It has been a while since I have made some scientific comments about an earthquake so for those of you who are not aware, I am an earthquake geologist and part of my day job is research and public outreach related to earthquakes.

Needless to say the earthquake over the weekend in Nepal got my attention and my response may be a bit surprising – no surprises here.

If you have been following the coverage you know that the most commonly reported magnitude measurement puts it at 7.8 although another slightly different magnitude measurement scale gives is a value of 8.1. For the record those of us in the business don’t spend a lot of time fretting the differences between the scales. Let’s just say that they all measure the event in slightly different ways and each has it’s advantages and disadvantages. The bottom line is that it is a big earthquake.

The most interesting scientific result to me is the finite fault model. This is a method of reconstructing the behavior of the earthquake as the fault breaks and it is interesting to note that the fault started breaking on the west end and broke to the east. In addition, the larger fault offsets were in the eastern portion and both of these circumstances would have increased the damage in the Kathmandu area. In addition, at 15 km deep it was relatively shallow and therefore more destructive. In addition, Kathmandu sits in a basin with soft sediments which would also amplify the shaking for a couple of different reasons. The circumstances of this quake were not in its favor.

You may have caught in the news coverage that there was a slightly larger earthquake in this area back in 1934 so these events do occur on a regular basis. There have been some other smaller earthquakes in the area but this event does overlap with both the 1934 event and the previous substantial event back in A.D. 1255. The Earth Observatory of Singapore has a nice page with a lot of technical information about the event. There is also a set of slides from IRIS (available in a PDF file) that gives a great overview of the event.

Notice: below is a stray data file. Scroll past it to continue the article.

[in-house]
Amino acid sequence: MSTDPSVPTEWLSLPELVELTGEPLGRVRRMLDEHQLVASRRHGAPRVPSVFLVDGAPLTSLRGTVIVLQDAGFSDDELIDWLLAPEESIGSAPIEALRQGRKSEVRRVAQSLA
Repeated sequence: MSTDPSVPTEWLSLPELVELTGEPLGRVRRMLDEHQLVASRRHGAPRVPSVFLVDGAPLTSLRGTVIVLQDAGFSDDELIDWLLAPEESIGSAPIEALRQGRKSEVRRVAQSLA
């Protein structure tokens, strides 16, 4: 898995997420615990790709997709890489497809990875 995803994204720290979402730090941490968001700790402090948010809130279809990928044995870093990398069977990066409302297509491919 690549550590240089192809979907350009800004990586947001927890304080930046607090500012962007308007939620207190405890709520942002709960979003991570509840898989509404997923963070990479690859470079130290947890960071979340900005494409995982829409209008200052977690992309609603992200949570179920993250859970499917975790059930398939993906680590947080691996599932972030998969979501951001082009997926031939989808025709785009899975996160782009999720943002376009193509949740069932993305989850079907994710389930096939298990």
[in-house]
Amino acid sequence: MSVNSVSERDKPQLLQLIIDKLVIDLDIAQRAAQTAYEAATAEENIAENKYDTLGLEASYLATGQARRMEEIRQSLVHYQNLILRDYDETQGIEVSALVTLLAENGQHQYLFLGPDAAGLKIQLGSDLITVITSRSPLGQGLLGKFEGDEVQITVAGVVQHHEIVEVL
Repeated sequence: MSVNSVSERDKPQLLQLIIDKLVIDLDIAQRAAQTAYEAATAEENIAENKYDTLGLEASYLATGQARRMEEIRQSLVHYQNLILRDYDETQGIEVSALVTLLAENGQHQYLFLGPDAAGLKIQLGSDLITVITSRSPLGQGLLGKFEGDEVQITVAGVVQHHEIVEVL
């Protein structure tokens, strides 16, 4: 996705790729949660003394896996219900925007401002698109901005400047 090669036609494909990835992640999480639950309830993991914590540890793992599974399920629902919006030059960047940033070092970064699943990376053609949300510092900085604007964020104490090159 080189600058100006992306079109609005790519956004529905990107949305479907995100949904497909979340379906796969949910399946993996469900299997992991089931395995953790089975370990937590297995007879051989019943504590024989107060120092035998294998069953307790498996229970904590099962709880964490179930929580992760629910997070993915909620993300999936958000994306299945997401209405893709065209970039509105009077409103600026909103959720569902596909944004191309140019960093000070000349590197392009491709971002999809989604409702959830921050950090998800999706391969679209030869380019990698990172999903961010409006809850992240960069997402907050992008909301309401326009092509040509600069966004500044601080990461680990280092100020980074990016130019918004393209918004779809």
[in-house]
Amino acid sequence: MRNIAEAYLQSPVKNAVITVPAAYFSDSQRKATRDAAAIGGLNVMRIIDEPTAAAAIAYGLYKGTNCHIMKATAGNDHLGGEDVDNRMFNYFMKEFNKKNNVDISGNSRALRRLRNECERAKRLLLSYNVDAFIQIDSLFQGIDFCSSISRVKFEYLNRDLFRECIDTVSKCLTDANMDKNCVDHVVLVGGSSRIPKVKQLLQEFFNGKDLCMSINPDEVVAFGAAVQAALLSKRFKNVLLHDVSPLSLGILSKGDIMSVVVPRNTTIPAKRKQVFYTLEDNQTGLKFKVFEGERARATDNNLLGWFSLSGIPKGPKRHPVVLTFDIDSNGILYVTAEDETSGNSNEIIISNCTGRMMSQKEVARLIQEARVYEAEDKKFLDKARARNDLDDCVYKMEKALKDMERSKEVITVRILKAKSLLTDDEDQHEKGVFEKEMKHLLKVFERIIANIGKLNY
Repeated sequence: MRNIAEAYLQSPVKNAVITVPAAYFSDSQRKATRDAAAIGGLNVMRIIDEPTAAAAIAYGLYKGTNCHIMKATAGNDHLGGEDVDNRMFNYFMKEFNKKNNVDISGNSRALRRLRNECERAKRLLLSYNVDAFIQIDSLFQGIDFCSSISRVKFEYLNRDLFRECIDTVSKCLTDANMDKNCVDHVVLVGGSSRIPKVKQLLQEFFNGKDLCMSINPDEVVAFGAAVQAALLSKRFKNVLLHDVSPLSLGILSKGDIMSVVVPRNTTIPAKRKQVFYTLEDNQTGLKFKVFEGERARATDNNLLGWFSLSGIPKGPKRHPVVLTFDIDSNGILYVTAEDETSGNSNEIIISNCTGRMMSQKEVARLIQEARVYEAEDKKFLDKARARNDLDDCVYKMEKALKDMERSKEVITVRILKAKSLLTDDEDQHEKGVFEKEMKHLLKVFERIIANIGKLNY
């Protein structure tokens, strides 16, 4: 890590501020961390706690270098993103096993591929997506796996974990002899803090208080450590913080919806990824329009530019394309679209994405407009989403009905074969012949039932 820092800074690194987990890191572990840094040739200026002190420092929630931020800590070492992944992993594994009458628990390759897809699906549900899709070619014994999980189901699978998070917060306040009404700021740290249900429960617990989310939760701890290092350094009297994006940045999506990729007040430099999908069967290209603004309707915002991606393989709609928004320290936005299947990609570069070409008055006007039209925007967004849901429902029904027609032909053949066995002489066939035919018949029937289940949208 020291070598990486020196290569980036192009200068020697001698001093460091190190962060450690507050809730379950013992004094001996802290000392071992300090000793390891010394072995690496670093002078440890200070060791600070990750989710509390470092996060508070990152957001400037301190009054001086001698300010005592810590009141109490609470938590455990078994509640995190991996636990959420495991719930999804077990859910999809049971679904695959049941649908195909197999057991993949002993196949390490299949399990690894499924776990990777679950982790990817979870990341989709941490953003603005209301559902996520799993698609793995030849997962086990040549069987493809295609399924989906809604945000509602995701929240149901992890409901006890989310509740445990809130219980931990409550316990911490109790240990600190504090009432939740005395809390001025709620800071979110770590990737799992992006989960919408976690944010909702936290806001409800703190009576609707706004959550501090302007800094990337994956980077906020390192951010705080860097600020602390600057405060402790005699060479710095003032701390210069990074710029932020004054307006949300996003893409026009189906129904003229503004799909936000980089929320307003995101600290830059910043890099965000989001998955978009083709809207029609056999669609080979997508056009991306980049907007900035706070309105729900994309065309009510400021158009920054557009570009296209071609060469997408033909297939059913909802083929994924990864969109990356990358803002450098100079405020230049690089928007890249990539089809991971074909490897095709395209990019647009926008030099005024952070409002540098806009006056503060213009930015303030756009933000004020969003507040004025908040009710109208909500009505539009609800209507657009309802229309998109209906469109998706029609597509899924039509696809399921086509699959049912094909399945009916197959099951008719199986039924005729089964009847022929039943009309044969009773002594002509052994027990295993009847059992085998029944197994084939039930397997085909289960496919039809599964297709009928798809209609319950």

The bottom line is that this is a plate boundary where India is colliding with and going under Asia — very large earthquakes are to be expected. The Himalaya are being pushed up and Southeast Asia is getting squeezed out the side. In fact, this event moved Kathmandu about 10 feet south and raised the central Himalaya a little bit and Mt. Everest is most likely a bit taller, but think in terms of an inch, not feet. The majority of the motion is horizontal and this was a pulse in the constant shortening of Asia that is bringing Beijing closer to New Delhi. [Update: My initial uplift calculations were a bit off and Mt. Everest appears to be on the far side of the flexture line and is actually now an inch shorter.]

Aftershocks will continue for a while but with a couple in the magnitude 6 range and a good number of magnitude 5 events everything is looking typical. The big question is triggering and whether the stress redistribution of this event will make another large earthquake more – or less – likely. It would seem that triggering another earthquake is likely but it is best to think on the scale of decades to centuries and not a few days, months or years.

So what Presbyterian news has come out related to this?

First, branches are reporting on the status of their workers in that area: The missionaries from the neighboring Mizoram Synod are reported safe and have declined evacuation and will continue working there. Similarly, the Presbyterian Church in Ireland and the Church of Scotland have reported that their workers are safe and furthermore that all the workers with their partner agency, the United Mission to Nepal, are safe. And the Moderator of the Free Presbyterian Church of Northern Ireland returned from Nepal the day of the earthquake and the church reports that members and workers with the Free Presbyterian Church of Nepal are shaken but safe.

Second, work has kicked into high gear across the Presbyterian family to solicit relief aid for the country. A quick rundown:

I will keep updating that list as I hear of more branches who are reaching out with aid for that country.

As we look ahead prayers for the country are certainly in order. The death toll has passed 5,000 and based on the building styles and the disruption of communication with smaller villages I think the Prime Minister’s estimate of 10,000 dead is unfortunately a real possibility. Thank you for your prayers and however you can help out in this disaster.